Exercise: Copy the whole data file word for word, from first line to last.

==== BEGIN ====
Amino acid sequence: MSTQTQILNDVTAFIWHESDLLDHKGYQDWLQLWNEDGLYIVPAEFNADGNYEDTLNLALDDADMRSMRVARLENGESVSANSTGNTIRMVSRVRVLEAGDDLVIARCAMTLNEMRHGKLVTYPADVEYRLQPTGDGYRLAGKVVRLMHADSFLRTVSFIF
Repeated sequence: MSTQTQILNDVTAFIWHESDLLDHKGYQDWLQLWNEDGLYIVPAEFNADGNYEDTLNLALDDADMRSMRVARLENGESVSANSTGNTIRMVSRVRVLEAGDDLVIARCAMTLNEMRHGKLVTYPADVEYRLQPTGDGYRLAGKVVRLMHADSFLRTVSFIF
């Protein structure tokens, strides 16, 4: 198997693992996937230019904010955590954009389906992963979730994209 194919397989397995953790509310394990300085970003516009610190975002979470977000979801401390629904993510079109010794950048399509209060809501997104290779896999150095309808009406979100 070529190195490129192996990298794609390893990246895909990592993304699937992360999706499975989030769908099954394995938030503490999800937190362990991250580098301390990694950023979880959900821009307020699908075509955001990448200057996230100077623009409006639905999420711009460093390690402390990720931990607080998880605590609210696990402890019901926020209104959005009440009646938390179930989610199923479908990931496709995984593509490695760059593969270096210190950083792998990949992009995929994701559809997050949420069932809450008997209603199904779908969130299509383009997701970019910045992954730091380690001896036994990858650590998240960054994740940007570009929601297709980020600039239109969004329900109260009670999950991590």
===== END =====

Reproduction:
Amino acid sequence: MSTQTQILNDVTAFIWHESDLLDHKGYQDWLQLWNEDGLYIVPAEFNADGNYEDTLNLALDDADMRSMRVARLENGESVSANSTGNTIRMVSRVRVLEAGDDLVIARCAMTLNEMRHGKLVTYPADVEYRLQPTGDGYRLAGKVVRLMHADSFLRTVSFIF
Repeated sequence: MSTQTQILNDVTAFIWHESDLLDHKGYQDWLQLWNEDGLYIVPAEFNADGNYEDTLNLALDDADMRSMRVARLENGESVSANSTGNTIRMVSRVRVLEAGDDLVIARCAMTLNEMRHGKLVTYPADVEYRLQPTGDGYRLAGKVVRLMHADSFLRTVSFIF
């Protein structure tokens, strides 16, 4: 198997693992996937230019904010955590954009389906992963979730994209 194919397989397995953790509310394990300085970003516009610190975002979470977000979801401390629904993510079109010794950048399509209060809501997104290779896999150095309808009406979100 070529190195490129192996990298794609390893990246895909990592993304699937992360999706499975989030769908099954394995938030503490999800937190362990991250580098301390990694950023979880959900821009307020699908075509955001990448200057996230100077623009409006639905999420711009460093390690402390990720931990607080998880605590609210696990402890019901926020209104959005009440009646938390179930989610199923479908990931496709995984593509490695760059593969270096210190950083792998990949992009995929994701559809997050949420069932809450008997209603199904779908969130299509383009997701970019910045992954730091380690001896036994990858650590998240960054994740940007570009929601297709980020600039239109969004329900109260009670999950991590």